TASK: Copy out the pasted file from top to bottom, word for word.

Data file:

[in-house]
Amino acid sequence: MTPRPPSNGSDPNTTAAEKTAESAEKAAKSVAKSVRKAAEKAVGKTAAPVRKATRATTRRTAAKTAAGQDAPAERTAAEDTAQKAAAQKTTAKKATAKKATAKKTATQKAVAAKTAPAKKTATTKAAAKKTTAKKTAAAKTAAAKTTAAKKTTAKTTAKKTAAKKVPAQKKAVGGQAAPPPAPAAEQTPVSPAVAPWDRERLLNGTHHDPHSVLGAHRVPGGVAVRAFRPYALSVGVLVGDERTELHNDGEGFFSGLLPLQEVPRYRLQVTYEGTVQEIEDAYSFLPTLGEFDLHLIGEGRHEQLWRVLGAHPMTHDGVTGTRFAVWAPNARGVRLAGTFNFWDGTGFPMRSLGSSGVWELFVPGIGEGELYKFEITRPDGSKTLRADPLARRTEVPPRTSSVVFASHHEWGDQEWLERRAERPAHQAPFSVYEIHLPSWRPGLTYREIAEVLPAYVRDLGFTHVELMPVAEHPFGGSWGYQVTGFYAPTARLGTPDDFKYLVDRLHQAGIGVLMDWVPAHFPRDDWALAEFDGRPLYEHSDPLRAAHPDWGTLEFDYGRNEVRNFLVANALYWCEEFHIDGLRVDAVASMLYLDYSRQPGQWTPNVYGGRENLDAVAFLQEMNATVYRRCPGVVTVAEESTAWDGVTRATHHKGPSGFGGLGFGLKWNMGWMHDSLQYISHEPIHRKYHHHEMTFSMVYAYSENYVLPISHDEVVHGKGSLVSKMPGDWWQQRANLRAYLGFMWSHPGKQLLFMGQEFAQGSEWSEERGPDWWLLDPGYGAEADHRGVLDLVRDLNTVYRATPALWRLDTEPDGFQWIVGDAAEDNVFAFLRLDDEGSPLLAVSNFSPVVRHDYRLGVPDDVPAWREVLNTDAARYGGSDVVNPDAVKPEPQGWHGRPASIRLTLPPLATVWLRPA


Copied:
[in-house]
Amino acid sequence: MTPRPPSNGSDPNTTAAEKTAESAEKAAKSVAKSVRKAAEKAVGKTAAPVRKATRATTRRTAAKTAAGQDAPAERTAAEDTAQKAAAQKTTAKKATAKKATAKKTATQKAVAAKTAPAKKTATTKAAAKKTTAKKTAAAKTAAAKTTAAKKTTAKTTAKKTAAKKVPAQKKAVGGQAAPPPAPAAEQTPVSPAVAPWDRERLLNGTHHDPHSVLGAHRVPGGVAVRAFRPYALSVGVLVGDERTELHNDGEGFFSGLLPLQEVPRYRLQVTYEGTVQEIEDAYSFLPTLGEFDLHLIGEGRHEQLWRVLGAHPMTHDGVTGTRFAVWAPNARGVRLAGTFNFWDGTGFPMRSLGSSGVWELFVPGIGEGELYKFEITRPDGSKTLRADPLARRTEVPPRTSSVVFASHHEWGDQEWLERRAERPAHQAPFSVYEIHLPSWRPGLTYREIAEVLPAYVRDLGFTHVELMPVAEHPFGGSWGYQVTGFYAPTARLGTPDDFKYLVDRLHQAGIGVLMDWVPAHFPRDDWALAEFDGRPLYEHSDPLRAAHPDWGTLEFDYGRNEVRNFLVANALYWCEEFHIDGLRVDAVASMLYLDYSRQPGQWTPNVYGGRENLDAVAFLQEMNATVYRRCPGVVTVAEESTAWDGVTRATHHKGPSGFGGLGFGLKWNMGWMHDSLQYISHEPIHRKYHHHEMTFSMVYAYSENYVLPISHDEVVHGKGSLVSKMPGDWWQQRANLRAYLGFMWSHPGKQLLFMGQEFAQGSEWSEERGPDWWLLDPGYGAEADHRGVLDLVRDLNTVYRATPALWRLDTEPDGFQWIVGDAAEDNVFAFLRLDDEGSPLLAVSNFSPVVRHDYRLGVPDDVPAWREVLNTDAARYGGSDVVNPDAVKPEPQGWHGRPASIRLTLPPLATVWLRPA